Our single-use plastic free day.

This week, my family set out to have a single-use plastic free day. Many of the things, we have been doing for a while, but it was interesting to see if we could manage an entire day plastic free.

Breakfast. Cereal packets are an epic fail. The inner bag is plastic and although the weetabix wrapper looks like paper, it’s actually plastic coated. Milk has been a real dilemma for me on account of just how much my family gets through and how I would store it if it was all in pint bottles. I’ve compromised and for now, half my milk delivery is in glass bottles and half in plastic.

A breakfast success though is making our own smoothies! I estimated we get through around 150 bottles of smoothie a year. For the last few weeks, we have been buying more fruit and blitzing it ourselves. Each day it tastes a little different and it’s something the kids have enjoyed making.

Children set off to school with reusable water bottles and packed lunch. Interestingly, my son’s secondary school stopped selling bottled water last year and installed filling stations. Each child has to bring in their own water bottle. This is part of a wider project to reduce waste in school, but it also means the kids are growing up with good habits & an awareness of the issues which is a really positive thing.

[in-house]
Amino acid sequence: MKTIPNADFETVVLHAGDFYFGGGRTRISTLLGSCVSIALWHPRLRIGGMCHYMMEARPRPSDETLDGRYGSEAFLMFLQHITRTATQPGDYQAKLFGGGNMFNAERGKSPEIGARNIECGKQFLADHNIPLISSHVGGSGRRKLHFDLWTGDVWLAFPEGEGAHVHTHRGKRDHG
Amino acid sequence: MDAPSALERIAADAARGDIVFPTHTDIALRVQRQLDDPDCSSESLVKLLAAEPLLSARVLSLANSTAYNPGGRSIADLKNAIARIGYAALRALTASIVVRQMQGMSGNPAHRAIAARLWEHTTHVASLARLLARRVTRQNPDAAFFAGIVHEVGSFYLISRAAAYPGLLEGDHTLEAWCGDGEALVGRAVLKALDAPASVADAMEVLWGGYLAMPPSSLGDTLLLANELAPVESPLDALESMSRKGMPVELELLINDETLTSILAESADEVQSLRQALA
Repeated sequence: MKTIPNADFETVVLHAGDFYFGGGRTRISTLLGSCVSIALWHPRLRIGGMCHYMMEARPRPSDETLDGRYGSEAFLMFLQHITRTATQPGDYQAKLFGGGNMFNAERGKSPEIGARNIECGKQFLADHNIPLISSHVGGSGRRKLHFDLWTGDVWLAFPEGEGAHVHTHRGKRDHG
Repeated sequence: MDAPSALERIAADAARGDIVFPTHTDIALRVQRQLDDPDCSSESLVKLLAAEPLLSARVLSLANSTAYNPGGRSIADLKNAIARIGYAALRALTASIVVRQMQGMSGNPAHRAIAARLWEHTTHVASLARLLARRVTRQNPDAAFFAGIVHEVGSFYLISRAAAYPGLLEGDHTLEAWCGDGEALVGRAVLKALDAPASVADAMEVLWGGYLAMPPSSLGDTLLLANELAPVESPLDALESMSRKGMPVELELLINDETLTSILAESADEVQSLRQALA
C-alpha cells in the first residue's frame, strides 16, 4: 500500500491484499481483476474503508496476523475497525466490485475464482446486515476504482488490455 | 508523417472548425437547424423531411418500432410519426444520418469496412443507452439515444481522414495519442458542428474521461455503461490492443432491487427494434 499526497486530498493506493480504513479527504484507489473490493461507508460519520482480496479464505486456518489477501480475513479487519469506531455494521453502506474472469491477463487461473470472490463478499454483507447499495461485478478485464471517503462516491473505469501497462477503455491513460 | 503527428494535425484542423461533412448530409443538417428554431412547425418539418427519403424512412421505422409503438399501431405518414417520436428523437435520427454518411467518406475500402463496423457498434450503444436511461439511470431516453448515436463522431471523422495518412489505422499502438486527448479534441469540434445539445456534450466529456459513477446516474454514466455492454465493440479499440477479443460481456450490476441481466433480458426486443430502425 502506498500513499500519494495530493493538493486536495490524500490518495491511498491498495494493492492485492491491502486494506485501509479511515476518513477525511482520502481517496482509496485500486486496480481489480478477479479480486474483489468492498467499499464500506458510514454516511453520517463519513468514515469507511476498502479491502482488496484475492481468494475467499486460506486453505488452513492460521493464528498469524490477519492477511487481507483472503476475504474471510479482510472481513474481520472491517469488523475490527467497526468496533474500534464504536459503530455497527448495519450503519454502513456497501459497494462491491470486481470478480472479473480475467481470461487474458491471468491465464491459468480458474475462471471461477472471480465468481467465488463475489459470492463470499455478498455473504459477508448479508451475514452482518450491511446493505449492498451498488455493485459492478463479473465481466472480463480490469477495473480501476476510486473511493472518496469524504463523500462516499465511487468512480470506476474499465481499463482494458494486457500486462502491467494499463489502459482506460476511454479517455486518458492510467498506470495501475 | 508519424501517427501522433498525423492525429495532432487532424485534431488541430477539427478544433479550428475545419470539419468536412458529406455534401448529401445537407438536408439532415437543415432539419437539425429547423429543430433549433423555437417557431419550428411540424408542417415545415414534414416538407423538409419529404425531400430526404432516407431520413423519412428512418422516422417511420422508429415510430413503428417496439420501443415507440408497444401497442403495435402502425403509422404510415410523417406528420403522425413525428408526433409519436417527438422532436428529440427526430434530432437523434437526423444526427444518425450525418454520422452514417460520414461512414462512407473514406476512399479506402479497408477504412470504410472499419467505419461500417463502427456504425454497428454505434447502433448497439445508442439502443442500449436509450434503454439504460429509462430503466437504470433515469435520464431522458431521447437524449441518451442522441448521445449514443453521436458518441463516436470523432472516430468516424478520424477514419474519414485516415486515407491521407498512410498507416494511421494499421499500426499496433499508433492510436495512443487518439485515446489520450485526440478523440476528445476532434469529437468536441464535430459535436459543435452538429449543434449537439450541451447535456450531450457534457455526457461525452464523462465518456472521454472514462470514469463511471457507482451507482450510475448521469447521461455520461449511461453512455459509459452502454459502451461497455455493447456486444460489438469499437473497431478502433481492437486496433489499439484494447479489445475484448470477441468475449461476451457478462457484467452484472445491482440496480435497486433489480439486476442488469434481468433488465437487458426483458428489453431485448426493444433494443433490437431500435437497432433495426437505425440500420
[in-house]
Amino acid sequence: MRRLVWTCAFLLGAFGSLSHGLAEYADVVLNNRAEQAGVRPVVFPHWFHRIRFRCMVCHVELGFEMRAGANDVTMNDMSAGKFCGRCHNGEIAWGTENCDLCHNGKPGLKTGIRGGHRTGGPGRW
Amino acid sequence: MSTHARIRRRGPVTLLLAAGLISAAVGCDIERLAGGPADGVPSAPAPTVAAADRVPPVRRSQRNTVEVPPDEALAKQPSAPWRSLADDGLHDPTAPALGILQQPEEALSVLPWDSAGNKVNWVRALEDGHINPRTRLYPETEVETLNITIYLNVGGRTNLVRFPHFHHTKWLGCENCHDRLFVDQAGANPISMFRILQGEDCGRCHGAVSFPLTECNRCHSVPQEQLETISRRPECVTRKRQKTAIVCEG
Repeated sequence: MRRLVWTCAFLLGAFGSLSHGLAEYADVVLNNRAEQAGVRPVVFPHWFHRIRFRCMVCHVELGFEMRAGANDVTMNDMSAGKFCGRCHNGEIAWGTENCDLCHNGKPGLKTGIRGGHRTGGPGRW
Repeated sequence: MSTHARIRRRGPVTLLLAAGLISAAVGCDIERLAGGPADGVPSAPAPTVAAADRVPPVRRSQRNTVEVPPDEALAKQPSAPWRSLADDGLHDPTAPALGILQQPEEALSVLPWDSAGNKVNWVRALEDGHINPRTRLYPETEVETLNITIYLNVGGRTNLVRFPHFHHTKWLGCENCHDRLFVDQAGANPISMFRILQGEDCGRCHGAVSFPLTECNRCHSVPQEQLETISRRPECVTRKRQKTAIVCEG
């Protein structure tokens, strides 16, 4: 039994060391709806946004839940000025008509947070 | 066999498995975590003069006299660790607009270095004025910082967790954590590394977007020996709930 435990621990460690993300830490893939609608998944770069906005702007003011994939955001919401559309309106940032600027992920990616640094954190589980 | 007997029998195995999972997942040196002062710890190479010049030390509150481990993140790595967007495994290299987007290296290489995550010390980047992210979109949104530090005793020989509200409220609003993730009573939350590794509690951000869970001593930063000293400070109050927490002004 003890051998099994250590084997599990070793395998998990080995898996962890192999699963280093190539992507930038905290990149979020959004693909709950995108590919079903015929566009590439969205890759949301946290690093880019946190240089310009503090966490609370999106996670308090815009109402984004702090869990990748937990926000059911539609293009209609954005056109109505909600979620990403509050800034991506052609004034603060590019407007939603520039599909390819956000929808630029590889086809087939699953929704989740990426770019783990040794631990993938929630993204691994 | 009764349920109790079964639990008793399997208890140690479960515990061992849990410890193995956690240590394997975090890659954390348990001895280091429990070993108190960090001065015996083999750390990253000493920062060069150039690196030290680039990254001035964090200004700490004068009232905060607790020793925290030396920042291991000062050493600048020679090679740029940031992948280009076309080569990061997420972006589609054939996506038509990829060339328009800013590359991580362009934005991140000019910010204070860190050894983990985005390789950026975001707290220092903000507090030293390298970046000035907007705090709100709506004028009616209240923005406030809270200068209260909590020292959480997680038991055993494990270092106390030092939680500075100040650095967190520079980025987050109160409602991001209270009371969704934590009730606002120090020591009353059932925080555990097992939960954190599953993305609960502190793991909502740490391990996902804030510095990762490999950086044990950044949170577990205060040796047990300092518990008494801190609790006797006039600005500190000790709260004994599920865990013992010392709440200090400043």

My husband makes his own coffee in reusable coffee cup and takes his own water bottle. He also takes a packed lunch to avoid having to buy a plastic wrapped one. I can already see that this exercise is going to be cost effective. We haven’t used cling film for several years now, and don’t miss it. Our sandwiches either go in a tight fitting box or get wrapped in beeswax wraps which are a great alternative to clingfilm and re-usable.

My local butcher allows me to take my own containers to shop for meat. They started doing this last year in response to customer requests. At first, it felt a bit weird, but now lots of people do it, so even though people may not comment on your efforts to reduce plastic, you never know if it sparks a change in someone else.

In the fruit and veg aisle, I buy loose produce and just put it all straight in my basket. This must be more common now because I no longer get comments about it. When I first started doing this, sometimes the checkout people would try and bag it up for me, but, reducing plastic is something that has really taken off in 2018, so I’m no longer viewed as weird, (at least not for that).

Lastly, I do have my re-usable shopping bags. This is just about learning new habits. My top tip though is always take more than you think you’ll need!

Have you been able to make any changes this week towards reducing your plastic? Could you have a single-use plastic free day? If you were to keep hold of all the single-use plastic you normally used in a day, what would it look like?

For more tips and help on how you can make reducing plastic an ongoing goal in your life, sign up to zerowasteweek for helpful tips throughout the year & follow on facebook.

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